Mobile genetic element SCC mec carrying the mecA gene is responsible for Methicillin resistance on the organism. On the basis of nucleotide differences, the SCC mec elements are divided into two essential components, ccr (cassette chromosome recombinase) gene complex, represented by ccr genes and mec gene complexes. Eight major types of SCC mec elements were reported till recently but three more new types have been added recently from bovine and human origins altogether eleven SCCmec types. HA-MRSA isolates contain mainly type I, II, and III SCCmec elements while CA-MRSA contain type IV and V. Majority of Indian HA-MRSA collected between 2002 and 2006 contained type III or IIIA SCCmec elements. To date, the website of the International Working Group on the Staphylococcal Cassette Chromosome elements lists 11 types of SCCmec elements, originating from the combination of eight different ccr genes complex and five different mec gene complex.
Livestock Associated – Methicillin Resistant Staphylococcus aureus in Dairy Cattle
LA-MRSA ST398 has been found to be associated with pigs, veal calves, dairy cattle, turkeys, broiler chickens, companion animals, black rats and people in close contact with livestock (Vanderhaeghen et al., 2010). Pigs and cattle have been shown as reservoir of LA- MRSA. Like humans a study in the Switzerland has shown that LA-MRSA CC 398 can colonize the nostrils of the cattle. However, in dairy cattle the udder seems to be the major source of infection and reservoir.
LA- MRSA spreads by direct contact. It has been also reported to be present in the environment and skin but its role in transmission has not been studied. The spread of MRSA ST398 among livestock throughout the world within a few years is not understood. In general, it is well accepted that antibiotic use selects for resistant organisms, but this explanation is too simple. Also, no worldwide change in antibiotic policies appears to have occurred. Therefore, it is unlikely that antibiotic usage alone can explain the spread.
Successful infection of both humans and animals depends on virulence factors produced by Staphylococcus aureus. A wide spectrum of secreted and cell surface-associated virulence factors can be expressed to promote adhesion to the host extracellular matrix components, damage host cells, and fight the immune system. At least 25 different toxins, 15 microbial surface components recognizing adhesive matrix molecules, which are important for adhesion to tissues, 20 immune evasion molecules and several other virulence factors are known.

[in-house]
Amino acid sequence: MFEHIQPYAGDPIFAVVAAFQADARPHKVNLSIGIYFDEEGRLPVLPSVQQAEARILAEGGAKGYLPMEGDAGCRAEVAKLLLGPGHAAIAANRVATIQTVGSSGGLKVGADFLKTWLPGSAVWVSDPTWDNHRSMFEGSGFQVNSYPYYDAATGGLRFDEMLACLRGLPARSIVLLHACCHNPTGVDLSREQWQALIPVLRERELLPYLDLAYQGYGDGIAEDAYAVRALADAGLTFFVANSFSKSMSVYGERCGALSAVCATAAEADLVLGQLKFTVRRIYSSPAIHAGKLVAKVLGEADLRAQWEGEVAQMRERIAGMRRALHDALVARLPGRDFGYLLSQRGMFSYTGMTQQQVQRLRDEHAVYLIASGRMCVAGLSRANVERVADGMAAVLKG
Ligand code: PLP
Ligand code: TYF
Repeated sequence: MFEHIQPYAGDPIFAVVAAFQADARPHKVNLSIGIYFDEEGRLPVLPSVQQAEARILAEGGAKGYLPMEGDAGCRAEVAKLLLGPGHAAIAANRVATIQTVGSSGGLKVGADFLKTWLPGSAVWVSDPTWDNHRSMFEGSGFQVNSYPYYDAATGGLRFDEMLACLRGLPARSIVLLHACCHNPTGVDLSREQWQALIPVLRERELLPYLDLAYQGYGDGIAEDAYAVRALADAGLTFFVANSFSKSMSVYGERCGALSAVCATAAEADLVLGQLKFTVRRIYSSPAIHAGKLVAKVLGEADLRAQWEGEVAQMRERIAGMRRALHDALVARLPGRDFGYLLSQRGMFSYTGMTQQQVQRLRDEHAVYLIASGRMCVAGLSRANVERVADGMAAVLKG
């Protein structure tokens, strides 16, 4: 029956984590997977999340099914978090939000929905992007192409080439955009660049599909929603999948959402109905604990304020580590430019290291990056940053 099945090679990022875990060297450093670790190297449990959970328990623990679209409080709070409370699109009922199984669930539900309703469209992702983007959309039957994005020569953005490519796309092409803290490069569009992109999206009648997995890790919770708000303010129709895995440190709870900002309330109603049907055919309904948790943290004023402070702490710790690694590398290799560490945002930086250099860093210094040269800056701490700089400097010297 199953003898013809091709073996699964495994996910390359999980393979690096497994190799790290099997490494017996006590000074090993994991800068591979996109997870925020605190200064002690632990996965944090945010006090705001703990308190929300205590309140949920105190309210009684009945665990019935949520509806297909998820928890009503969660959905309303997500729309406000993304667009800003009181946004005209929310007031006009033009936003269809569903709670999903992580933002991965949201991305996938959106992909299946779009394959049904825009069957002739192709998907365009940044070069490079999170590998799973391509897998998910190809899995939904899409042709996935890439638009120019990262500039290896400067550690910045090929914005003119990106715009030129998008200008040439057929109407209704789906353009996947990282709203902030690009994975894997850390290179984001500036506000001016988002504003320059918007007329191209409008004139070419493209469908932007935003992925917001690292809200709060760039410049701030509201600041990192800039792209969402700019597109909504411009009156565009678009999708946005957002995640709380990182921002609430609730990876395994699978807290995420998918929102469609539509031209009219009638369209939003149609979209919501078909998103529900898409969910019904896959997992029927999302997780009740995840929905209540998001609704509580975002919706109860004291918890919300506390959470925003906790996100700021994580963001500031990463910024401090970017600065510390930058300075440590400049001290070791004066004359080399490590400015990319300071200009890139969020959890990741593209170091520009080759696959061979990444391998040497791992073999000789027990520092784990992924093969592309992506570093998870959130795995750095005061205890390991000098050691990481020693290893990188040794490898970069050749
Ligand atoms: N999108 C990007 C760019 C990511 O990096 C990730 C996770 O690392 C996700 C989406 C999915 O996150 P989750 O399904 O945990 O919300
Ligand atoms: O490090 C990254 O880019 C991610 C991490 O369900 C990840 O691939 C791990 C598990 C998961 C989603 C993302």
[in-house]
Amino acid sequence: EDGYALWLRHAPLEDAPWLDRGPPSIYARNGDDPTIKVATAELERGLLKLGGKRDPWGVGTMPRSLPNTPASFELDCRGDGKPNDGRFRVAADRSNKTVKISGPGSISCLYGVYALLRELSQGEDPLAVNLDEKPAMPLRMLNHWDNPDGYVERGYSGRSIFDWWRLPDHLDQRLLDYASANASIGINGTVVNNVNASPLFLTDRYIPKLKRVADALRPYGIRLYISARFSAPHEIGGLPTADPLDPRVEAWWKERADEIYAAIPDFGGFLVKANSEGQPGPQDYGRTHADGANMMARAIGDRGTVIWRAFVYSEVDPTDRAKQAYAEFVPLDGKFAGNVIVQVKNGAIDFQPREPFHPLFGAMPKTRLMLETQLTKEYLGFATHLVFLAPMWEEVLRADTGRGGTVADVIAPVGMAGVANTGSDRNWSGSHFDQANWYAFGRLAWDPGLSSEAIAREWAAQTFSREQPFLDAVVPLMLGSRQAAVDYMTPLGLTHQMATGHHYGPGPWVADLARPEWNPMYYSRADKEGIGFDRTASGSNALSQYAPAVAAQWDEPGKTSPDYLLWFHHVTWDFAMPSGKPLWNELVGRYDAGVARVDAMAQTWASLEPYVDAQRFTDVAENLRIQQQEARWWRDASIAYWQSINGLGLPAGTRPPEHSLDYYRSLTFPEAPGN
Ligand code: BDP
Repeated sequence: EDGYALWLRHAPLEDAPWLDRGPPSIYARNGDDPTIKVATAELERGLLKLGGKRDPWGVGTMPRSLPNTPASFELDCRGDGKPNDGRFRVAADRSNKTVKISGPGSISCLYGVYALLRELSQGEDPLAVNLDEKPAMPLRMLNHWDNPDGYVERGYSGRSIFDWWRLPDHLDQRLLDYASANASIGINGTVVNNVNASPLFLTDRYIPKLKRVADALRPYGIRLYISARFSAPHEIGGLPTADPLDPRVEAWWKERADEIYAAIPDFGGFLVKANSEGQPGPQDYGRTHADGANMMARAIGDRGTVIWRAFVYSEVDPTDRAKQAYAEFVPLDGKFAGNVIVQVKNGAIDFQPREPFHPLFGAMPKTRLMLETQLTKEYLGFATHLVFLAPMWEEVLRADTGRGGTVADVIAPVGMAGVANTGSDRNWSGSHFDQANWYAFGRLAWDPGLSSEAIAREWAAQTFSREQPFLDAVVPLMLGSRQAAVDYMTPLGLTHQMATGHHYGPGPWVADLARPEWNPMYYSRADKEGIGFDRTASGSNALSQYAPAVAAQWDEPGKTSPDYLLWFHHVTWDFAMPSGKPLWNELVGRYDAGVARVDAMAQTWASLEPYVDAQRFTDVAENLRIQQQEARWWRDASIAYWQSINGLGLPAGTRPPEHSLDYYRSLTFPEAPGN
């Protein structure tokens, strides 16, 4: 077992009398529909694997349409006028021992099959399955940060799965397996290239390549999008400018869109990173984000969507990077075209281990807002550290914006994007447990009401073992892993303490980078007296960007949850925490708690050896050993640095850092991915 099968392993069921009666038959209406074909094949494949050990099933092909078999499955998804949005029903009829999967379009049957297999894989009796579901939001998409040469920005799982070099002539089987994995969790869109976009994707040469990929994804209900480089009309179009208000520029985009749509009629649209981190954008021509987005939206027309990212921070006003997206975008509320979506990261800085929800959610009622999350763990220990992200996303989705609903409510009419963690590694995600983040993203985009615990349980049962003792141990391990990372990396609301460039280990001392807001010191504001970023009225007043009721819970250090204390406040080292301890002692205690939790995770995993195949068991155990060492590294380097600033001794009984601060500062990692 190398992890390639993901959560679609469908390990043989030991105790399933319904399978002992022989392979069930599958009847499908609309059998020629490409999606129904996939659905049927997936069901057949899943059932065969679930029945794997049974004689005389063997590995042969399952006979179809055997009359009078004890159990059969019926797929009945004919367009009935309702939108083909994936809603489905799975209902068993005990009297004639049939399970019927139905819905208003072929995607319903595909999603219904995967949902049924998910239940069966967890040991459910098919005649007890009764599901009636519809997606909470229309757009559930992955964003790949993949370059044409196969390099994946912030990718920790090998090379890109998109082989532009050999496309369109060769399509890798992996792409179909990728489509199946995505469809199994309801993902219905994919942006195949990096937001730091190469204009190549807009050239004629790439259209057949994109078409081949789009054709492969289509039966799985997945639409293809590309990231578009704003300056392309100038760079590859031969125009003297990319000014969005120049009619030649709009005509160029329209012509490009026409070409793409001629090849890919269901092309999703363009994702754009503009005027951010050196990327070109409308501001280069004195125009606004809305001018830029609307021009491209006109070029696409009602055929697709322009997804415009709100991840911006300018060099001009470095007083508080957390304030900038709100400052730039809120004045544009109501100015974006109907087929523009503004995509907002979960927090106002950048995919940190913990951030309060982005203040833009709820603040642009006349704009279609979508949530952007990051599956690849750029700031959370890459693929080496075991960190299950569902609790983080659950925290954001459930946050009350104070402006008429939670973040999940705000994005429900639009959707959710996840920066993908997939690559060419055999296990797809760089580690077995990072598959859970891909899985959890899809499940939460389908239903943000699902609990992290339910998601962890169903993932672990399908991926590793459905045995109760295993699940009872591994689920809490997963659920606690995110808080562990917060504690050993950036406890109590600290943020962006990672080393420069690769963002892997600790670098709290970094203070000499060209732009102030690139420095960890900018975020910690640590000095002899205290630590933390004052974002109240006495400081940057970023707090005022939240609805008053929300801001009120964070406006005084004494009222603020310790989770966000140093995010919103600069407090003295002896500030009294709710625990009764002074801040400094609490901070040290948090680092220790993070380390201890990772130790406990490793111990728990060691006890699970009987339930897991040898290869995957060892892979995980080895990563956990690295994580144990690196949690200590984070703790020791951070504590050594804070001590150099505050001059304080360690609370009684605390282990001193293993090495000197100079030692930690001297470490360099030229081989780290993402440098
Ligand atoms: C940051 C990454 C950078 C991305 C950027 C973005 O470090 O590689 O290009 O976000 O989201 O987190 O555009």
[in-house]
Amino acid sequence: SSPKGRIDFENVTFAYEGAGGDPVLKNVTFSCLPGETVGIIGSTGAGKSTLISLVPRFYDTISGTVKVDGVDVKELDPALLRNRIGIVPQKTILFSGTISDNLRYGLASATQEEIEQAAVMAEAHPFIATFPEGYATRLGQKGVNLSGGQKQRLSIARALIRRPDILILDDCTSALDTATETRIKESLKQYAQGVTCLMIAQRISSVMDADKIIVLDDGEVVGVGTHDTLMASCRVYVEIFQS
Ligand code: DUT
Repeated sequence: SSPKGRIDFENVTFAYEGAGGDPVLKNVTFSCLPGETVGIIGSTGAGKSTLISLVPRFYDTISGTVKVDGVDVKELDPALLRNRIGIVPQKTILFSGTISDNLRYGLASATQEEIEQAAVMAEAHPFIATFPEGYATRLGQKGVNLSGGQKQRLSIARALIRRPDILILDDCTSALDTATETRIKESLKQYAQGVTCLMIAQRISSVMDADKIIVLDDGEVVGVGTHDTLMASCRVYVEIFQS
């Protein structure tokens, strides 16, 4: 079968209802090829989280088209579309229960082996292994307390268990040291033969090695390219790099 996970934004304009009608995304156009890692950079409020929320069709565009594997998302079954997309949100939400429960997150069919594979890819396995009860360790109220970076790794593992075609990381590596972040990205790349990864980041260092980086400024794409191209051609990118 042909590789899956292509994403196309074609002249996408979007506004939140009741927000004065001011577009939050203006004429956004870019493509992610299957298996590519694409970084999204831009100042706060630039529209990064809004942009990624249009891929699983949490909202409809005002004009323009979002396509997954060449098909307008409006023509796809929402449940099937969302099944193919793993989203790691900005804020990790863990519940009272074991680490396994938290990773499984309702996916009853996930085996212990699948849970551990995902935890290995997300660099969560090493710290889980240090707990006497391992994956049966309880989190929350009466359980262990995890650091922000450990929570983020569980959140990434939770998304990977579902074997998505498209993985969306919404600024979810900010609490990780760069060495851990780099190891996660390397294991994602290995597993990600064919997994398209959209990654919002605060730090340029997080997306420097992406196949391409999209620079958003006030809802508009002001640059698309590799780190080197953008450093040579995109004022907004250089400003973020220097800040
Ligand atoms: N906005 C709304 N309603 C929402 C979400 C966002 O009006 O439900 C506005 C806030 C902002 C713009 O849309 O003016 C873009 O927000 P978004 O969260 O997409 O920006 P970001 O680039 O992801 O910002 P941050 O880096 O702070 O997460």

The majority of these virulence factors have been identified in isolates of human origin, and only a few studies have investigated virulence genes in non-ST398 Staphylococcus aureus from chickens and cows. However, some novel virulence factors have recently been identified in mastitis and livestock-associated Staphylococcus aureus. Smyth et al. investigated the presence of the superantigen genes sae–see, seg–seo, and seq, as well as the toxic shock syndrome toxin 1 gene, in isolates from a number of animals, including 15 chicken and 99 cow isolates. Among cow isolates, no particular gene was dominant, but sea, seb, see, seh, sek, and seq were lacking in this collection. In one study a larger collection of virulence genes in 76 Staphylococcus aureus isolates from clinical cases of bovine mastitis from all over The Netherlands showed variation in the presence of the genes encoding the different superantigens. In addition, the presence of the genes for a number of additional virulence factors, including adhesins, proteases, and capsule type, was investigated. For the adhesins, the genes for fibronectin-binding protein A, elastin-binding protein and extracellular fibrinogen-binding protein were almost always present, as was the gene for capsule type 8 (96%). Only one isolate encoded staphylococcal complement inhibitor, chemotaxis inhibitory protein of Staphylococcus aureus, and staphylokinase. This suggests that the isolate may have a human origin, because these virulence factors show activity only against the human innate immune system. The sec3/sel/tst signature of the bovine staphylococcal pathogenicity island (SaPIbov) was present in only 20% of the isolates; 10% of the isolates lacked one of the genes, and thus appeared to contain an incomplete or variant SaPIbov. The isolates could be clustered into six major groups on the basis of their virulence gene content. This clustering agreed with typing performed with multi-locus sequence typing and pulsed-field gel electrophoresis (Fluit, 2012). Panton–Valentine leukocidin (PVL) has been reported in several Chinese ST398 isolates. This toxin is common among community-associated MRSA strains. For example, the dominant community-associated MRSA strains in the USA and Europe, USA300 and ST80, encode PVL, and it has been suggested that PVL contributes to the wide dissemination of these strains.
Multi-Drug Resistance in LA-MRSA